The Green Scene Design Team’s Flooring Plans

After touring the TreeHouse, I learned of several green options for flooring. Reclaimed wood is made of 100% recycled materials, making it very eco-friendly but also very expensive ($9.39 sq/ft). Linoleum is durable, biodegradable, and fixed on a plant backing, and is relatively cheap at $3.50 sq/ft. Bamboo is fire repellent and made from plants (bamboo), but has to be shipped from Asia, which takes gas and isn’t local. Having to import it from Asia also makes it expensive, at $8.00 sq/ft. Wood that’s sustainably harvested is another option, at $7.00 sq/ft. Cork comes from the bark of a tree and is easy to clean and soundproof, and is moderately priced at $6.30 sq/ft. Carpet comes from the wool of sheep (which doesn’t harm/kill the animals) and has plant backing and is biodegradable. It costs $4.75 sq/ft, but the synthetic version is only $2.50 sq/ft. I never knew there were so many “green” flooring options!

Based on our budget and previous research I had done, our team has decided to go with linoleum flooring (a.k.a. marmoleum, the trademarked name of the largest linoleum manufacturer, Forbo Nairn). It is one of the few floorings made primarily from natural raw materials, consisting of linseed oil, rosins (from pine and various conifers), and wood and cork flour. The backing of linoleum is also plant-based, particularly with jute, a long vegetable fiber that can be spun into strong threads (and is also one of the most affordable natural fibers, besides cotton).

Some of the natural materials that go into linoleum

Linoleum is also non-allergenic, and comes in a variety of colors. Our team is considering black and white tiles, to make a checkered pattern mirroring the popular floor pattern of the 1970s. Additionally, the floors are also non-toxic, have bacterial and anti-static properties that prevent microorganism growth and reduce electric shock risk, and spills do not sink in or stain the tiles.

A retro diner with checkered linoleum tiling!

As far as affixing the flooring, there are two low-cost methods. One is the floating floor, which uses tiles that click together and are pressed along the floor, but aren’t permanently fixed to it. This method is the easiest to install and if there is water damage under the tiles they can be easily removed so the subfloor can be cleaned. The other method is gluing, which would probably be better for the trailer, since the trailer will be traveling and the floor may shift.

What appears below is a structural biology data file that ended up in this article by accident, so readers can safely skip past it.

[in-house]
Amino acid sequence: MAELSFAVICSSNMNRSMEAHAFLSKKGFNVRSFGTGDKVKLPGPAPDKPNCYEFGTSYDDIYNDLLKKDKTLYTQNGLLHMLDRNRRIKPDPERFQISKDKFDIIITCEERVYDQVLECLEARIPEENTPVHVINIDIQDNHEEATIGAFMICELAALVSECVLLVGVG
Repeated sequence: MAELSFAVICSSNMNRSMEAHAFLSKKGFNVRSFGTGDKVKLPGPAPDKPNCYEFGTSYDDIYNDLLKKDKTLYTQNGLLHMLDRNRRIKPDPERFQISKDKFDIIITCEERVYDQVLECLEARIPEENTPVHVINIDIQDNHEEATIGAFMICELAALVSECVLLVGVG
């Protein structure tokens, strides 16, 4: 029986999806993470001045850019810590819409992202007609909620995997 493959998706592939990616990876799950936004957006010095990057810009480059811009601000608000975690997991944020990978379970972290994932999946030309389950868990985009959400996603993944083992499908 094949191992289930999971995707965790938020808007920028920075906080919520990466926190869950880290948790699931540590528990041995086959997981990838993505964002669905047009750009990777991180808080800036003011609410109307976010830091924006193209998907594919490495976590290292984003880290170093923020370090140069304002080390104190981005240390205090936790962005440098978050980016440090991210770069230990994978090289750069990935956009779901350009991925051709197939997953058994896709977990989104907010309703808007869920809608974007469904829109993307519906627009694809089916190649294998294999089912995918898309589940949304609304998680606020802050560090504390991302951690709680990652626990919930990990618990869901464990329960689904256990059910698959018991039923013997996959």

Most websites I’ve checked have prices for linoleum around or a bit higher than $3.50 sq/ft, with Forbo Marmoleum Real priced at $3.98 sq/ft, Cool Green Floors at $3.72 and Altera Solids Tile at $4.61 sq/ft. We would need to order about 70sq/ft of flooring, which means the cost would be around $245 to $323.

There are also various designs of linoleum, which varies between manufacturers. Personally, I like the first image, since there isn’t a lot of white mixed in.

            This research opened my eyes to all the “green” possibilities we have for flooring, which I previously thought were limited to sustainably harvested wood and bamboo. I believe linoleum is the best choice for my group because it is inexpensive, made of nearly all raw materials, and comes in colors that will help give a 1970s feel. Figuring out the best flooring for the Ventura trailer has made me even more excited to work on this project!

-Erin Simons

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One comment

  1. I really like the pictures you included. My trailer research area for the time being is insulation and I get excited when I discover eco-friendly alternatives especially when they are not too pricey. Thanks for this informative blog post about marmoleum and possible trailer flooring options you have researched.

    -Sofia Hruby

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